One might say that the initial impact of the Internet and the World Wide Web were to devalue content, e.g. news, and that would be a true statement. For the years right before the bubble burst on the naïve expectations of the '90s, my companies and I were warning clients that the math didn’t work, and that the main impact of digital was going to be price wars and lower margins, not only in content but in all product categories. This turned out to be the case.
Thus it could seem to be a 180-degree reversal for me to now suggest that there is going to be more value in and therefore more capital dollars available to content than ever before. In the first three posts in this series I gave close attention to addressable commercials as one of the (possibly more esoteric) drivers to this increase in value and in the creation of new content. What then are the other content uplifting forces?
Behavioral economics reminds us that people do not make economic decisions based solely on rationality. Observing history and the identities of the patrons of the arts since the beginning, it is the very rich who find themselves attracted again and again to show business. It’s as if once all the money problems are solved the next goal in the hierarchy of needs were to be in show business. According to Maslow and to the much earlier version known as the Chakra system, the actual next attachment becomes sex, and perhaps show business is seen as enhancing one’s sex life. In any case, millionaires often invest in content and it is a global phenomenon. With capitalism operationally accepted everywhere now as the way to do things, millionaire creation is going on in every country, even those still backward enough to concentrate that wealth in the handful of rulership.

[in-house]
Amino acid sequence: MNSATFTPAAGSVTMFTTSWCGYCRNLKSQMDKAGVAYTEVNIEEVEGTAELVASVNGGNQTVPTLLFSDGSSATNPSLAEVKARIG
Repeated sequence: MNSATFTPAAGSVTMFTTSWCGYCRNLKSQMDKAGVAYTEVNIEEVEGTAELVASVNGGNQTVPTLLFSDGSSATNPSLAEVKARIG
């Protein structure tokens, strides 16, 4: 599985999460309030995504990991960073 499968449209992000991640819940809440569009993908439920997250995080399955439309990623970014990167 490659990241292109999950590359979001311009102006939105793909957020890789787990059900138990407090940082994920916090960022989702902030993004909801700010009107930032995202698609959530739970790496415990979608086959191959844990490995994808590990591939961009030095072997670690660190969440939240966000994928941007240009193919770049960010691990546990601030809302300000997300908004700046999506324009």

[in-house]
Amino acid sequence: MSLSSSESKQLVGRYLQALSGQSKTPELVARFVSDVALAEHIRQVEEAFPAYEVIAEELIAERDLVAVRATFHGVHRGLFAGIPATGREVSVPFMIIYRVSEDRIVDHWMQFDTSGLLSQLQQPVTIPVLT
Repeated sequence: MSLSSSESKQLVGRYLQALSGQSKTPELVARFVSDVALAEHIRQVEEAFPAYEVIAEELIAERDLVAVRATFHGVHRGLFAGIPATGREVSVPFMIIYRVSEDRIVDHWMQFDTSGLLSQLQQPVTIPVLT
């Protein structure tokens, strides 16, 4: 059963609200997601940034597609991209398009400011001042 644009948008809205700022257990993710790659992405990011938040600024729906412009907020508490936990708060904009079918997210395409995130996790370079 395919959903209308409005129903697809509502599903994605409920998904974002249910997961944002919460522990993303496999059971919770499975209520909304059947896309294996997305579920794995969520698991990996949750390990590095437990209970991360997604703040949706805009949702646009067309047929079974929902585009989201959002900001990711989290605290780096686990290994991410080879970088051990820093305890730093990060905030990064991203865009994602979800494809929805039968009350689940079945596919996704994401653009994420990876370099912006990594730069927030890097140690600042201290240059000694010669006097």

Note that the middle class becoming wealthier might not have the same effect on content creation. The middle class would tend to shift spending more into travel than investing in content. And the more people in economic hardship the better it is for television ratings. It’s only the top class whose wealth would tend to affect the dollars available for content creation.
One specific sector has made no secret of the fact that it is coming after the traditional content creators for screen media, and that is the world-driving technology sector, companies typified by Netflix and Amazon, with giants Google, Apple and others bringing up the rear but destined to have major impact. The new types of backers for television and movies have begun to increase the income of the top creative people while driving work for the next tier of professionals striving to be discovered.
Money and creative talent is now coming from everywhere both to work with Hollywood and to compete with it. In 1984 when I signed a movie deal in China all the money had to come from the U.S. side as the first of the terms and conditions. Today to make a movie in China you must let the Chinese cover half the investment.
The importance of content and especially the importance of stories is becoming more and more obvious to marketers. Unilever for example has said that they have evolved beyond consumer-centricity to content-centricity. Mobile pioneer Brendan Dowling’s AcceleratingCompanyGrowth is teaching storytelling to C-Suite executives. Ads have already started to morph as we have been predicting they would since the ‘70s toward becoming more like programs, and most advertisers have now corroborated for themselves using Marketing Mix Modeling what we proved in our 2006 ARF paper about the superior cost effectiveness of Native (which I call True Sponsorship).
Considering these forces -- an expanding millionaire pool, intensifying competition for eyeballs, wealth expansion in formerly poor countries, the growing dominance of technology companies as the world becomes more technological, the increased importance of storytelling perhaps as the human race’s way of evolving to maintain its humanity in the face of technology, and addressable commercials -- wise investors should not be confused into devaluing content stocks. Yes, devalue distribution of content, it is commoditized now, but don’t tar content creation with the same brush. In fact distribution might break out of being a commodity with creative new ways to improve the viewing experience which has become somewhat tedious on the path to viewing. But that’s a story for another post.
Image at top courtesy of Corbis. The opinions and points of view expressed in this commentary are exclusively the views of the author and do not necessarily represent the views of MediaVillage/MyersBizNet management or associated bloggers.